Federal IV-D regulations require uniform child support guidelines of every state, and 45 C.F.R. § 302.56 further requires that each state review those guidelines every four years. The Massachusetts Trial Court’s revised Massachusetts Child Support Guidelines, effective August 1, 2013, were recently announced and are available online at the Massachusetts Department of Revenue’s website, as well as the Child Support Guidelines Worksheet. They are also available on my website: Guidelines and Worksheet.

According to the Massachusetts Trial Court’s press release dated June 20, 2013, Chief Justice of the Trial Court Robert A. Mulligan stated that the revised Child Support Guidelines were based on the comprehensive review by the Child Support Guidelines Task Force he appointed in 2012. Probate and Family Court Chief Justice Paula M. Carey chaired the Task Force that conducted the review. Trial Court judges use the Child Support Guidelines “in setting temporary, permanent or final orders for current child support; in deciding whether to approve agreements for child support, and in deciding cases that are before the court to modify existing orders.”

Summary of Key Changes to the Existing Guidelines

The 2012 Child Support Guidelines Task Force recommended a number of clarifications and changes. Some are minor, while others represent new or modified provisions. The most significant include:
While the 2012 Child Support Guidelines Task Force recommended a number of both minor and new or modified provisions, the most significant changes include the following items (list quoted from the Trail Court press release):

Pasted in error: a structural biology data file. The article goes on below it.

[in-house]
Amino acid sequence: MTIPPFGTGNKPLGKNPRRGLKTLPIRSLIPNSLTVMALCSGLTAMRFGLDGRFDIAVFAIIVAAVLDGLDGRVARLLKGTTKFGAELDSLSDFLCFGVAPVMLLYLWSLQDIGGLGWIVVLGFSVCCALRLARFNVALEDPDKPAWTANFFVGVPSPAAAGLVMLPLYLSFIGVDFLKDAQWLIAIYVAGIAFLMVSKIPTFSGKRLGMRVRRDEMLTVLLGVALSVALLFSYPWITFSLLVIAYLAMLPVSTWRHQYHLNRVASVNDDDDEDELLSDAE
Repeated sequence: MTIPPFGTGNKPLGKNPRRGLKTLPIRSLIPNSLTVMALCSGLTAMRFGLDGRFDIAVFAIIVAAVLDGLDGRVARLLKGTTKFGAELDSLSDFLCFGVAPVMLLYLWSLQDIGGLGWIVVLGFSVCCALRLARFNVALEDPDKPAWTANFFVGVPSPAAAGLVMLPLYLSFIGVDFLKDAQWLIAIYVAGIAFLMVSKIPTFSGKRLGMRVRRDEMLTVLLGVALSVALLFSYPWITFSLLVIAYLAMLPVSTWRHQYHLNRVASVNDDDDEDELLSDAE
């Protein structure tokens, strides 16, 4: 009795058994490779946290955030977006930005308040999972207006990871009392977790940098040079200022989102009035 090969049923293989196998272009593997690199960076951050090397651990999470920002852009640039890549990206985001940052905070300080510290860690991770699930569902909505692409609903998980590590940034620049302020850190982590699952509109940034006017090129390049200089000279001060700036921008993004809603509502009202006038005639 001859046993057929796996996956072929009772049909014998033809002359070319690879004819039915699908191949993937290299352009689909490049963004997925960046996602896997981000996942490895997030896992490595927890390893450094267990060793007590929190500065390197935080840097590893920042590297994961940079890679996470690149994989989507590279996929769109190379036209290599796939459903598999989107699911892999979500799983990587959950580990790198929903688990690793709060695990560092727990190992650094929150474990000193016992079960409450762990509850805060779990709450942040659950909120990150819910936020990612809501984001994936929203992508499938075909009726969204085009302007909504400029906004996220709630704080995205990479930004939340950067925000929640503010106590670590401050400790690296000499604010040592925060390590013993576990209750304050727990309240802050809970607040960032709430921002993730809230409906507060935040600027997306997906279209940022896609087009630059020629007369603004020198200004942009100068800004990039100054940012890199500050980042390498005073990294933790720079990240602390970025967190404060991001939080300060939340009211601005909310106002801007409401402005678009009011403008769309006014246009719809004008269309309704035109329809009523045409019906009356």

• Income from means tested benefits such as SSI, TAFDC, and SNAP are excluded for both parties from the calculation of their support obligations.
  • Availability of employment at the attributed income level must be considered in attribution of income cases.
  • The text makes clear that all, some, or none of income from secondary jobs or overtime may be considered by the court, regardless of whether this is new income or was historically earned prior to dissolution of the relationship.
  • Reference is made to the 2011 Alimony Reform Act; the text does not, however, provide a specific formula or approach for calculating alimony and child support in cases where both may be appropriate.
  • Clarification is given as to how child support should be allocated between the parents where their combined income exceeds $250,000.
  • A new formula is provided for calculating support where parenting time and expenditures are less than equal (50/50) but more than the assumed standard split of two thirds/one third.
  • Guidance and clarification is given in the area of child support over the age of eighteen where appropriate. While the Guidelines apply, the court may consider a child’s living arrangements and post- secondary education. Contribution to post-secondary education may be ordered after consideration of several factors set forth in the Guidelines and such contribution must be considered in setting the weekly support order, if any.
  • The standard for modification is clarified to reflect the recent Supreme Judicial Court decision in Morales v. Morales, 464 Mass. 507 (2013).
  • Circumstances justifying a deviation are expanded to include extraordinary health insurance expenses, child care costs that are disproportionate to income or when a parent is providing less than one-third parenting time.

Questions concerning these changes or any provisions of the Massachusetts Child Support Guidelines should be discussed with an experience divorce attorney.